In Turkish trademark law, generally a trademark cancellation
(invalidation) takes effect retrospectively, as if the trademark
was never registered at all. However, a right holder may claim
compensation for a party's use of a trademark prior to
cancellation, provided the right holder can establish that the
trademark was registered with the Turkish Patent Institute
("TPI") in bad faith.
The retrospective effect of trademark cancellations and the
"bad faith" exception
In Turkish trademark law, if a trademark is cancelled, the
cancellation takes effect retrospectively. This means that
cancelling a trademark results in it being removed from the
TPI's registry, as if it had never been in force (except where
the grounds for cancellation occurred after the application
The law says that even if a trademark is cancelled (with
retrospective effect), the prior owner's use of the registered
trademark before the cancellation will not constitute trademark
infringement. Therefore, the law protects the registration granted
by the TPI and the prior owner of the cancelled registration is not
required to pay compensation for using the trademark prior to
However, if the trademark was registered in bad faith, Turkish
law outlines an exception to this rule which allows claims for
compensation and damages to be made against the prior owner of the
cancelled registration. Therefore, where bad faith exists, the
retrospective effect of trademark cancellation does not prevent
claims for compensation and damages.
In practice, determining the existence of bad faith is a matter
of court interpretation
While Turkish law includes the bad-faith exception and the TPI
publishes procedural guidelines, in practice, determining the
existence of a cancelled trademark owner's bad faith is a
matter of interpretation for the courts and these courts are not
strictly bound to recognize and observe the TPI guidelines.
Recently, the Appeal Court accepted a compensation claim from
the actual right holder in an action which was asserted parallel to
defending a trademark cancellation action.
The Regal Raptor case
This important decision was rendered in a case where the actual
right holder of the trademark (a Chinese motorbike manufacturer)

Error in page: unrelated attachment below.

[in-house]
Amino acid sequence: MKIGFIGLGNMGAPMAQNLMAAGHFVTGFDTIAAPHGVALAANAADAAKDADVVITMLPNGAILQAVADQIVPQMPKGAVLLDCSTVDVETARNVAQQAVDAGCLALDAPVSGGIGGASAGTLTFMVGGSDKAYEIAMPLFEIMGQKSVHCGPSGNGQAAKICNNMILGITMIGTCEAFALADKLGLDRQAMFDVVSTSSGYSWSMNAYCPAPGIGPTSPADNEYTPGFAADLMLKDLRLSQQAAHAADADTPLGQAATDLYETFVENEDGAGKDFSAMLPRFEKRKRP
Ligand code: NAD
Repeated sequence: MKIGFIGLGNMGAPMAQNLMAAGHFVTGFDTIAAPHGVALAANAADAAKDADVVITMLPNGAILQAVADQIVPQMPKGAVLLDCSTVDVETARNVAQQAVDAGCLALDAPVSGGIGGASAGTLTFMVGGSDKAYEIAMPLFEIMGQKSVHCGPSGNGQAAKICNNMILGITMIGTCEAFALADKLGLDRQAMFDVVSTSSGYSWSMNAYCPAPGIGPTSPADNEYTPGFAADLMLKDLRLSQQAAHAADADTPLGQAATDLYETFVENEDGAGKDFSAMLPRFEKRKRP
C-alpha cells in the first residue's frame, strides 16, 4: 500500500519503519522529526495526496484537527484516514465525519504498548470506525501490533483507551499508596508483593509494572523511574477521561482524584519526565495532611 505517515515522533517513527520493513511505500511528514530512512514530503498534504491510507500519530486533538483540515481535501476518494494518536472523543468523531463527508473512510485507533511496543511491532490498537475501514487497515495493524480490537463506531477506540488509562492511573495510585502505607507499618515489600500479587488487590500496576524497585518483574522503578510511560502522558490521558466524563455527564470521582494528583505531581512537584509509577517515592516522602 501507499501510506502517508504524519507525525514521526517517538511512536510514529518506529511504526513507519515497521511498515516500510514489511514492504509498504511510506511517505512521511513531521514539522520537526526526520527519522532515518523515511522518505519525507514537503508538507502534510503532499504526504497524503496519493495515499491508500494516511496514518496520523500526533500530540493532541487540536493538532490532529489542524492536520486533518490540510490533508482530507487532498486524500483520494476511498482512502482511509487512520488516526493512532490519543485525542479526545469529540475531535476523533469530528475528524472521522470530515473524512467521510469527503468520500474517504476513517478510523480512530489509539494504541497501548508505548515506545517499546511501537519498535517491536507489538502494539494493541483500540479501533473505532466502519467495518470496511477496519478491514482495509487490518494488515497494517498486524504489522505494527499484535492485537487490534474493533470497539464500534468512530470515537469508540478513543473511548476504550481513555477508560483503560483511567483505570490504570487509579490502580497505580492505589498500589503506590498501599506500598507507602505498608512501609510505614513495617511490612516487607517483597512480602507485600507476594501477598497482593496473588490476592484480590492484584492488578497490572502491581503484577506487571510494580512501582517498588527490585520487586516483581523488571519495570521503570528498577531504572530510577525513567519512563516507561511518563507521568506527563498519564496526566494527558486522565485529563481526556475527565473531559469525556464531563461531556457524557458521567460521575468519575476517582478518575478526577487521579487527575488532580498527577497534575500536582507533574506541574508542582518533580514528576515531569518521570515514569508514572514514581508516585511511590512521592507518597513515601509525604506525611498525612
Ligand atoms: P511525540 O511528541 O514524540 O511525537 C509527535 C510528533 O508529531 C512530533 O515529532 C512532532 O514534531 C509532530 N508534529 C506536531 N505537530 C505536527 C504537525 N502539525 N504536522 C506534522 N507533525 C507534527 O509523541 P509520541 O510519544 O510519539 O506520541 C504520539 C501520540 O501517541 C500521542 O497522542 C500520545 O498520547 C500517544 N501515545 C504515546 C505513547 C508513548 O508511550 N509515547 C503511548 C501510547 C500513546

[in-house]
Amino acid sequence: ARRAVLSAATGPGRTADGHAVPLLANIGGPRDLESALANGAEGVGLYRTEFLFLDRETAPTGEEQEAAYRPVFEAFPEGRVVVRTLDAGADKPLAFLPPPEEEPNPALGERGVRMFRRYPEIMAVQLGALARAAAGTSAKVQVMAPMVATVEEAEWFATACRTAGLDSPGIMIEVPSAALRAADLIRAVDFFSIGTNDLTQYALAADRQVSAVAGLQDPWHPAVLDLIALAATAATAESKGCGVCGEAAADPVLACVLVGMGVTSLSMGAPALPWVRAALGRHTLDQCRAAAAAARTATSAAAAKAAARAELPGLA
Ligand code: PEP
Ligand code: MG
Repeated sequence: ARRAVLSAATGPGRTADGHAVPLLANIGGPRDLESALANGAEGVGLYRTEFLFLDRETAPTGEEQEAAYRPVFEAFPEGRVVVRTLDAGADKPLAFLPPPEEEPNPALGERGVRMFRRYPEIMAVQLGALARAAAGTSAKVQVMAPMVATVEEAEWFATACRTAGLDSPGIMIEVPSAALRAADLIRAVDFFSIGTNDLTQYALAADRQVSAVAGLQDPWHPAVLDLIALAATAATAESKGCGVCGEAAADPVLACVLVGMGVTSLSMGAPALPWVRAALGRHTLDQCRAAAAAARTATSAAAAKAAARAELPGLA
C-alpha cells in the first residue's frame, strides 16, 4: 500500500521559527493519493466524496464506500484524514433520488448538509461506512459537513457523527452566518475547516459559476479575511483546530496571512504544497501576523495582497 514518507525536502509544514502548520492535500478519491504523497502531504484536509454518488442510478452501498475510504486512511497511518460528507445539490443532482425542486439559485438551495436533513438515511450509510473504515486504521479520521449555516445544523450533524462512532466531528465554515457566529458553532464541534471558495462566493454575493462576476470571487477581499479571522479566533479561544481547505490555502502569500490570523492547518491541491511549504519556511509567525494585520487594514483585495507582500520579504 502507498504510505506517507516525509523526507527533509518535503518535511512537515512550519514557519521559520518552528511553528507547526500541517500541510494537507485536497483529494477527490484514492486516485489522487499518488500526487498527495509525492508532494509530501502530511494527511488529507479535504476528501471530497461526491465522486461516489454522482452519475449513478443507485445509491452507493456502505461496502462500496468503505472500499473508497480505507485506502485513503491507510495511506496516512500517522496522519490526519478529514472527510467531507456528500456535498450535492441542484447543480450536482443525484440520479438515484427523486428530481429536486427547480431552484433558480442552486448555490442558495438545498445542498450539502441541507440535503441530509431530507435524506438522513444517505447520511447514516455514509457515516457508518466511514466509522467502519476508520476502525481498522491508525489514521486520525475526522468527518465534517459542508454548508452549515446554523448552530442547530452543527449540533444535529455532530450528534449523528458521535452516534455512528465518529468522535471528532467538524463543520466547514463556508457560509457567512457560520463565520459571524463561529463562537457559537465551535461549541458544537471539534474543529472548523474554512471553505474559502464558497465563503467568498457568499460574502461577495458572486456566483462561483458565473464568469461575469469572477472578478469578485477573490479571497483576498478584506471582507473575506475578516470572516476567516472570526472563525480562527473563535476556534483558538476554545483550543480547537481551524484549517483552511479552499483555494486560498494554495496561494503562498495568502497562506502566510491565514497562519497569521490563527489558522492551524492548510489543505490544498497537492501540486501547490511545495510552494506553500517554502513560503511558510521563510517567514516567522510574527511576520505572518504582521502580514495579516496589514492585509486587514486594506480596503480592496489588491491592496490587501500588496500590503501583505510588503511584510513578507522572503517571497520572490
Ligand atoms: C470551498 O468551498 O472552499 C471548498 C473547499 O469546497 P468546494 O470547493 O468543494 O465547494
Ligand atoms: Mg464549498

sought cancellation of a trademark which was registered in Turkey
to one of the manufacturer's previous customer.
The Chinese manufacturer's former customer registered the
manufacturer's trademark in Turkey under its own name. The
former customer then brought an action in Turkey against the
Chinese manufacturer (the actual right holder). The former
customer's claim sought to prevent use of the trademark by the
Chinese manufacturer and its Turkish distributor. The former
customer also seized motorbikes at Turkish Customs which were
destined for the manufacturer's new Turkish distributor.
The manufacturer sought damages in a separate action alongside
the cancellation of the trademark. The First Instance Court
accepted the bad-faith of the former Turkish customer's
application. The basis of the Court's decision was that the
former Turkish customer previously had a commercial relationship
with the actual trademark owner and invoked its rights against the
actual right holder despite this knowledge.
The Appeal Court affirmed the First Instance Court's
decision. The Appeal Court cancelled the trademark registration and
awarded the manufacturer damages to cover the material losses
(freight, container fee, loss of sale orders from Turkey) as well
as the moral loss which the manufacturer suffered.
The threshold for courts to find "bad faith" is quite
Although Turkish law provides for claiming compensation from the
owner of a cancelled trademark, the courts are reluctant to accept
the existence of bad-faith and tend to protect the registration
granted by the TPI. The general idea with this practice is to
maintain confidence in registrations granted by the governmental
As the body of judicial decisions on this topic grows, the
ability of actual right holders to claim damages against bad faith
trademark owners will become clearer and better known. These
decisions will force trademark trolls or bad-faith applicants to
consider the risk of potentially having to pay compensation to the
actual right owner. This may lead the bad-faith applicants thinking
twice about misusing a trademark.
The content of this article is intended to provide a general
guide to the subject matter. Specialist advice should be sought
about your specific circumstances.
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